For the love of trees – Sunday Seven.

Have you noticed how beautiful and lush trees look at this time of year? I love going for a walk on the trail near my house and walking amongst the trees – a sense of calm washes over me when I am with the trees. I decided to do this week’s Sunday Seven about trees and what they mean to different people.

The true meaning of life is to plant trees, under whose shade you do not expect to sit. Nelson Henderson.

Trees are poems that the earth writes upon the sky. Khalil Gibran.

Until you dig a hole, you plant a tree, you water it and make it survive, you haven’t done a thing. You are just talking. Wangari Maathai.

When you’re outnumbered by trees, your perspective shifts. Jessica Marie Baumgartner.

What a joy it is to see, trees dancing in the rain! Charmaine J. Forde.

Things that can’t move, learn to see. Louise Glick.

Believe me, for I know, you will find something far greater in the woods than in books. Stones and trees will teach you that which you cannot learn from the masters. Bernard of Clairvaux.

Be like a tree, let the dead leaves drop. Rumi.

(Image – Gustav Klimt, The Park, 1910 or earlier. MOMA)

Full Moon Names

Last week I heard the full moon referred to as the Beaver moon.  In the past, I have heard the term Strawberry Moon, and I started to wonder at the origin and meaning of these names. The moon, its beauty, its soothing, eternal presence in the dark night sky, has fascinated almost every culture from time immemorial. But it has also served a purpose as the timekeeper of the world. Before there was a Gregorian or a Julian calendar, the moon with its recurring 28 day cycle helped people keep track of time.  While different cultures have given different names to the moon, many of the full moon names we hear nowadays have come from Native Americans who kept track of the time using the phases of the moon. The tribes named the full moons to coincide with the activity or events that occurred at that time in North America, and these names were later adopted by Colonial Americans.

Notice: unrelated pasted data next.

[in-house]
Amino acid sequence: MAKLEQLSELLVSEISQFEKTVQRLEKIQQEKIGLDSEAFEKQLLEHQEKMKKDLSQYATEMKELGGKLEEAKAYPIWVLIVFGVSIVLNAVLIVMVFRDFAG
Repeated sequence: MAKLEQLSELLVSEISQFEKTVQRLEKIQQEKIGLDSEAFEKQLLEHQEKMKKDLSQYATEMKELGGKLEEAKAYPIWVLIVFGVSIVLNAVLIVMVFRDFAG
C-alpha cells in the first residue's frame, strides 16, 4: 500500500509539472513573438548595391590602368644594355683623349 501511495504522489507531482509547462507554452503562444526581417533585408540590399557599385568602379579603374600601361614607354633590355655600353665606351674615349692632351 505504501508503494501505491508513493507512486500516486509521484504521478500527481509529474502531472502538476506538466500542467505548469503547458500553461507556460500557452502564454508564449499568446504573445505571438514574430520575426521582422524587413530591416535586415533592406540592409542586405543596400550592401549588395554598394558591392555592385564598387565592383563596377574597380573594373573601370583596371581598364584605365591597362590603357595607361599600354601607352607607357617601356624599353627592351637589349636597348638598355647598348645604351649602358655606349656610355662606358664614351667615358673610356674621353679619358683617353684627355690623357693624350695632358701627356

Wolf Moon (image courtesy Old Farmer’s Almanac)

The January full moon is called the Wolf Moon for the wolf that howled from hunger because of the shortage of food during this midwinter month.  The full moon of the cold snowy month of February was called Snow Moon.  As the winter subsided in March, and the tribes saw trails of worms on the newly thawed earth, they called the full moon at this time the Worm Moon. As the harsh winter ended, a pink wildflower bloomed n the prairies and meadows across the continent giving the April full moon its name, the Pink Moon. May brought warmth and flowers in abundance and its full moon was called the Flower Moon. The strawberry harvest season gave the June full moon its beautiful name – Strawberry Moon. 

Buck Moon (image Old Farmer’s Almanac)

In July the male deer starts to regrow his antlers, and this gave the July full moon its name, the Buck Moon.  By August, the lakes were full of sturgeons and gave the full moon their name, Sturgeon Moon. September was harvest time and corn was the most abundant crop harvested, hence the name Corn Moon.  In October, the tribes prepared for winter and hunted deer and fox by the light of the bright and low October moon which they called the Hunter’s Moon.  In November, the intrepid beavers built dams on the rivers to get ready for winter, and the Native Americans who saw this annual activity called the full moon the Beaver Moon. Another explanation for this name is that it was the last few days for the tribes to trap beavers for their fur that would tide them through the upcoming winter.    And finally the December full moon is called the Cold Moon in response to the cold weather that gripped the region in December.

Full Moon Names (image Old Farmer’s Almanac)

How absolutely amazing is this? And what an incredible connection between nature and man. It speaks of the strong connection that Native Americans had with their land, with the animals they shared this land with, and with all of the nature that surrounded them. When we say the names of the moon – they are simply names because we don’t need them to mark the passage of time.  But for Native Americans in years past, the Worm Moon must have brought so much excitement – the cold winter was ending, the earth was warming up, soon there would be long sunny days, the meadows would be full of wildflowers, and trees would finally start to bear fruit.  The Hunter’s Moon would have given them time to prepare and hunt for the cold months ahead.  It seems incredible to be so in tune and in touch with nature.  With progress and change we lose things, and this has to be one the saddest things to lose – that oneness with nature, that awareness of the earth, its animals, and its bounty.